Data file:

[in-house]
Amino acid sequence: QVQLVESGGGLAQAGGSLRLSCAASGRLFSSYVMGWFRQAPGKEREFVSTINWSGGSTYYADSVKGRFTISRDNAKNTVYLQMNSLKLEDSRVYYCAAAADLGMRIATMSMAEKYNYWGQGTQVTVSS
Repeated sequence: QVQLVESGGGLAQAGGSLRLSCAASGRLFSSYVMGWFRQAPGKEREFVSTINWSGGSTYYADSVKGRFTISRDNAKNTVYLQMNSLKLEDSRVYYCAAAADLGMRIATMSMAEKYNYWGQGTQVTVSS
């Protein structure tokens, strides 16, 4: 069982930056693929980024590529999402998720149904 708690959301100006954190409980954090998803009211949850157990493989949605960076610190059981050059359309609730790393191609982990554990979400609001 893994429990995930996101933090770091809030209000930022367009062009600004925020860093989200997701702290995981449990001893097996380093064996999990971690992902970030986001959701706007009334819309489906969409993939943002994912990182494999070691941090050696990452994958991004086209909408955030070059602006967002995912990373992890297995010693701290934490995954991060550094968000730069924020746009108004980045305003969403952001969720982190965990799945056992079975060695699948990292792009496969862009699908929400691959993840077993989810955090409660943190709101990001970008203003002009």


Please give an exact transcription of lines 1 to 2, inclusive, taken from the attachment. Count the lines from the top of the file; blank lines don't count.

[in-house]
Amino acid sequence: QVQLVESGGGLAQAGGSLRLSCAASGRLFSSYVMGWFRQAPGKEREFVSTINWSGGSTYYADSVKGRFTISRDNAKNTVYLQMNSLKLEDSRVYYCAAAADLGMRIATMSMAEKYNYWGQGTQVTVSS